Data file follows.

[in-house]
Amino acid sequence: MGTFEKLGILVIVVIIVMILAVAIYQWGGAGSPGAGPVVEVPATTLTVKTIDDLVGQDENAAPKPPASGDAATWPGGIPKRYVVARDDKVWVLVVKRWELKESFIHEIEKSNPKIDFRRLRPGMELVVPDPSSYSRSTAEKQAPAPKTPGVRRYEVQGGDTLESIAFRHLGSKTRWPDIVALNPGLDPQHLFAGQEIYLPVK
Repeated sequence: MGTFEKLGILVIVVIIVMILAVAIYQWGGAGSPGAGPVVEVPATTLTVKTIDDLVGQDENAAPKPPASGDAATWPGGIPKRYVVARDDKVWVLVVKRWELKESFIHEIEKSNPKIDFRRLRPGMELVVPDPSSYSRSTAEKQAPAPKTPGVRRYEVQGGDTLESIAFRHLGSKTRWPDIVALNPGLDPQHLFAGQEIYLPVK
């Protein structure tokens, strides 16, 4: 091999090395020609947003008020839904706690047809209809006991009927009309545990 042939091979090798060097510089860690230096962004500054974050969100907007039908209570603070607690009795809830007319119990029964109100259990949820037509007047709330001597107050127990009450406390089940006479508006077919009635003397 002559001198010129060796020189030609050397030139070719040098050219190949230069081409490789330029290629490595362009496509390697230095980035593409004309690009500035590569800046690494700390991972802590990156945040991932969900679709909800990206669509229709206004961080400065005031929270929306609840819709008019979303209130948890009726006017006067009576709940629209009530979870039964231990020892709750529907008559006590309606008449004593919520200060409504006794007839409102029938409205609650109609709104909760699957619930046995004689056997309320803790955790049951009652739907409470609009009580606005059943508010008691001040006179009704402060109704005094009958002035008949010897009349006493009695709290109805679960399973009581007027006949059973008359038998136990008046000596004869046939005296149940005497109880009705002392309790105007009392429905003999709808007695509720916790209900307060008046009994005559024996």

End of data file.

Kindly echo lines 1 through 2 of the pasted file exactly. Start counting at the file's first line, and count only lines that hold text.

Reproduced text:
[in-house]
Amino acid sequence: MGTFEKLGILVIVVIIVMILAVAIYQWGGAGSPGAGPVVEVPATTLTVKTIDDLVGQDENAAPKPPASGDAATWPGGIPKRYVVARDDKVWVLVVKRWELKESFIHEIEKSNPKIDFRRLRPGMELVVPDPSSYSRSTAEKQAPAPKTPGVRRYEVQGGDTLESIAFRHLGSKTRWPDIVALNPGLDPQHLFAGQEIYLPVK